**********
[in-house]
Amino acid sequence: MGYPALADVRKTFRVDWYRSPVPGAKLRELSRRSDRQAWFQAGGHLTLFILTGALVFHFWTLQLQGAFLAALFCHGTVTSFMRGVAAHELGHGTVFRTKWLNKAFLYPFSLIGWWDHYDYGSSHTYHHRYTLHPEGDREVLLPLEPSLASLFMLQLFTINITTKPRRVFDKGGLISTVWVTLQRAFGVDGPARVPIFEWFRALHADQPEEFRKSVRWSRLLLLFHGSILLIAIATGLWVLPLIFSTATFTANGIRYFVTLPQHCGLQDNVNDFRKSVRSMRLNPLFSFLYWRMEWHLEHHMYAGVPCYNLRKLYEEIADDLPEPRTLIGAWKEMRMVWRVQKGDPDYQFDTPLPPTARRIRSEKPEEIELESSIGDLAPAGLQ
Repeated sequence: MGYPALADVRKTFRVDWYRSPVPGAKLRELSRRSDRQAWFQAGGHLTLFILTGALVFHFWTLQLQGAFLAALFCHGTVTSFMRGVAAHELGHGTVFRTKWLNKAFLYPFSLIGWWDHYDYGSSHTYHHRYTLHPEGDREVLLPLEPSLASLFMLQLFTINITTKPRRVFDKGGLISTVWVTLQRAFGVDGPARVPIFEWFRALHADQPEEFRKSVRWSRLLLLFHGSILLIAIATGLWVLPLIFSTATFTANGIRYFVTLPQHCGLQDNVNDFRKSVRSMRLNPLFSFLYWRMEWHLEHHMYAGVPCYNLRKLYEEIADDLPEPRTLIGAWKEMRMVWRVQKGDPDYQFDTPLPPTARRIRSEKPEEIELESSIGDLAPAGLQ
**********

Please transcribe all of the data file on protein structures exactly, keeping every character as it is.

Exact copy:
[in-house]
Amino acid sequence: MGYPALADVRKTFRVDWYRSPVPGAKLRELSRRSDRQAWFQAGGHLTLFILTGALVFHFWTLQLQGAFLAALFCHGTVTSFMRGVAAHELGHGTVFRTKWLNKAFLYPFSLIGWWDHYDYGSSHTYHHRYTLHPEGDREVLLPLEPSLASLFMLQLFTINITTKPRRVFDKGGLISTVWVTLQRAFGVDGPARVPIFEWFRALHADQPEEFRKSVRWSRLLLLFHGSILLIAIATGLWVLPLIFSTATFTANGIRYFVTLPQHCGLQDNVNDFRKSVRSMRLNPLFSFLYWRMEWHLEHHMYAGVPCYNLRKLYEEIADDLPEPRTLIGAWKEMRMVWRVQKGDPDYQFDTPLPPTARRIRSEKPEEIELESSIGDLAPAGLQ
Repeated sequence: MGYPALADVRKTFRVDWYRSPVPGAKLRELSRRSDRQAWFQAGGHLTLFILTGALVFHFWTLQLQGAFLAALFCHGTVTSFMRGVAAHELGHGTVFRTKWLNKAFLYPFSLIGWWDHYDYGSSHTYHHRYTLHPEGDREVLLPLEPSLASLFMLQLFTINITTKPRRVFDKGGLISTVWVTLQRAFGVDGPARVPIFEWFRALHADQPEEFRKSVRWSRLLLLFHGSILLIAIATGLWVLPLIFSTATFTANGIRYFVTLPQHCGLQDNVNDFRKSVRSMRLNPLFSFLYWRMEWHLEHHMYAGVPCYNLRKLYEEIADDLPEPRTLIGAWKEMRMVWRVQKGDPDYQFDTPLPPTARRIRSEKPEEIELESSIGDLAPAGLQ